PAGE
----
After nearing collapse under the Obama administration, the for-profit college industry is celebrating Donald Trump's election as a chance for a rebound.
As stock prices for some of the nation's largest college chains have surged, industry lobbyists say they have received a warm welcome from Trump's transition team and already have launched a campaign to rebrand the embattled industry as a key to the new president's plan for economic growth.
While Trump has yet to detail his education plan, some in the for-profit sector see the president-elect as an ally who has championed the private sector and promised to roll back many of President Barack Obama's regulations.
Industry lobbyists hope those include federal "gainful employment" rules, which can cut funding to academic programs whose graduates struggle to pay off student debt, and new borrower defense rules that can force financially unstable schools to put up large sums of money to cover student loans if the school fails.
"Unfortunately, the focus in the last eight years has been fighting for survival from an ideological administration that was opposed to our very existence, and hopefully that is a fight we will no longer have to wage," said Steve Gunderson, president of the industry lobbying group Career Education Colleges and Universities and a former Republican congressman.
Gunderson said that early conversations with Trump's transition team showed promise for a smoother relationship with the White House.
"They absolutely see a place for postsecondary career education which is not exclusively constructed around just four-year liberal-arts programs," Gunderson said.
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Trump's transition team did not respond to requests for comment.
The for-profit college industry has suffered steep enrollment losses since 2010. Many schools blame Obama, whose administration has cracked down on schools accused of fraud and added new regulations that officials say were meant to protect students from abuse.
In September, the ITT Technical Institute chain shut down after the federal government mostly barred it from enrolling new students as a sanction for academic troubles. A month later, the Apollo Education Group, owner of the University of Phoenix, told investors that it might not survive the policies of another Democratic president.
Trump, who graduated from the University of Pennsylvania, spoke little about for-profit colleges during his campaign. His pick for education secretary, Betsy DeVos, is known for promoting charter schools and school vouchers but has less of a track record when it comes to higher education.
Still, critics expect that Trump will loosen the reins on for-profit colleges, and some see parallels between those schools and the Republican's now-defunct Trump University. This month, Trump agreed to pay $25 million to settle three fraud lawsuits filed against his Trump University real-estate seminars, although he didn't admit fault.
Ben Miller, senior director for postsecondary education at the liberal think tank Center for American Progress, said it's revealing that the industry is celebrating someone accused of misconduct "that resembles the worst practices of that industry."
But Miller and other critics doubt the sector will see a major rebound because its image has already been tarnished.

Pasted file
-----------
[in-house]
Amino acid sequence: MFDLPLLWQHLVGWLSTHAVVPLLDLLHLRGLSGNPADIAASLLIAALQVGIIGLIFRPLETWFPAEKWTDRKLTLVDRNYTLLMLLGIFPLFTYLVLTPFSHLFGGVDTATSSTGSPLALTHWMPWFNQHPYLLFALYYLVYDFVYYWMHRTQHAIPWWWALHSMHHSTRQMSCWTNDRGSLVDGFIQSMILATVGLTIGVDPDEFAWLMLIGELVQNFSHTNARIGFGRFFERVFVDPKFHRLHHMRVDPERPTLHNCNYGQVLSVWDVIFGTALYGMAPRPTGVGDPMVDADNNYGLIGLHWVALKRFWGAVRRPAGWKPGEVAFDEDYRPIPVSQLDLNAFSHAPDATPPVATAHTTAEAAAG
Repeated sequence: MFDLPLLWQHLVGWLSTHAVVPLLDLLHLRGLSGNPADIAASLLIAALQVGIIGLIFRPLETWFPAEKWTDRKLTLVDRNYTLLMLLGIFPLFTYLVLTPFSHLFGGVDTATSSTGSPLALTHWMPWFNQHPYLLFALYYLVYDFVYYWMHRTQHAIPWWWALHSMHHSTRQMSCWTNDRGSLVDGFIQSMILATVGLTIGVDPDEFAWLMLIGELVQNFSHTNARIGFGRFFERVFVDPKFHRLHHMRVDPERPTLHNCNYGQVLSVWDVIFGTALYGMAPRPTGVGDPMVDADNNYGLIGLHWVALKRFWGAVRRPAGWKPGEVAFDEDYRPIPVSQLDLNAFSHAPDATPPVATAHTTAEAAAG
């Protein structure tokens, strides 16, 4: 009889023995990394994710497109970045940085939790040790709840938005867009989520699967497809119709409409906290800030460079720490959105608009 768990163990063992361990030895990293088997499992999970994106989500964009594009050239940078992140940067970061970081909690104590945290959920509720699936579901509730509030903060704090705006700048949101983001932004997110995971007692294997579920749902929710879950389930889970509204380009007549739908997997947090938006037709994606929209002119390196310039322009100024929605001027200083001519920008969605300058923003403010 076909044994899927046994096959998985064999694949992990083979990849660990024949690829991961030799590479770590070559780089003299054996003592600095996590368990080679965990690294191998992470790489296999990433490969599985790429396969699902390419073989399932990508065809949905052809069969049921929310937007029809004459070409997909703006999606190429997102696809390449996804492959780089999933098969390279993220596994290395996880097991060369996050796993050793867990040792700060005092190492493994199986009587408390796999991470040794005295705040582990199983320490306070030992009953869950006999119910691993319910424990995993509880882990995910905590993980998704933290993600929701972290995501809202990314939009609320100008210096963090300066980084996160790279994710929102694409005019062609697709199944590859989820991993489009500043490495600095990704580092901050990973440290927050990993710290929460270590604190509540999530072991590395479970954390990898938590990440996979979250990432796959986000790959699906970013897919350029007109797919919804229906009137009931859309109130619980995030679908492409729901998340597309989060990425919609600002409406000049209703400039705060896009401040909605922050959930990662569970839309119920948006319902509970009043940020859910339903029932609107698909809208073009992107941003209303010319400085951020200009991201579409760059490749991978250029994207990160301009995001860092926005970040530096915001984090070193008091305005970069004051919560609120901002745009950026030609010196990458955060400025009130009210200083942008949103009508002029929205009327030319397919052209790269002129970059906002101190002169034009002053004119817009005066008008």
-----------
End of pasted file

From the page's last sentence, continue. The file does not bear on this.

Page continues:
To repair its reputation, Gunderson's group is rebranding the industry as a key to Trump's plan for economic growth. This month, the schools Gunderson represents promised to train 5 million skilled workers over the next decade, echoing Trump's promise to create 25 million jobs in that span.
"Our sector needs to reintroduce ourselves to the policymakers," Gunderson said.
Four-year for-profit colleges enrolled an estimated 1.1 million undergraduates in spring 2016, according to the National Student Clearinghouse Research Center, a nonprofit research group.
The DeVry Education Group said in a statement that it will work with the administration and "offer suggestions and reforms." Shares in the parent company of DeVry University jumped 30 percent in the weeks after Trump's election, to their highest value in more than a year.
Other for-profit colleges declined to comment.
Students who attend for-profit colleges are typically older and poorer than their peers at four-year universities, and more often they're minorities, according to federal data. Industry backers say that's because for-profit schools offer accelerated programs with flexible schedules for working adults. Opponents say it's because they lure low-income students with aggressive tactics.
A study released by the Education Department this month found that graduates of public colleges earned an average of $9,000 a year more than their counterparts at for-profit colleges. Gunderson's group countered with another study projecting that the sector could produce 8.5 million professionals over the next decade.
Those offering recent support to the industry include former House Speaker Newt Gingrich, a close adviser to Trump who is making a case to be the president-elect's strategic planner. At a recent event in Dallas for Gunderson's group, Gingrich urged the next administration to embrace for-profit schools in its education plan.
"They have an opportunity to try to create a movement, to create 8.5 million new jobs, which gets precisely at what Donald Trump has been campaigning on," Gingrich said in an interview.
Gingrich, who is personal friends with Gunderson, added that he believes some of Obama's major regulations targeting the industry will be scaled back.
"I expect them to be dramatically modified," Gingrich said. "They were impossible to administer and they simply set up rules designed to force schools into bankruptcy."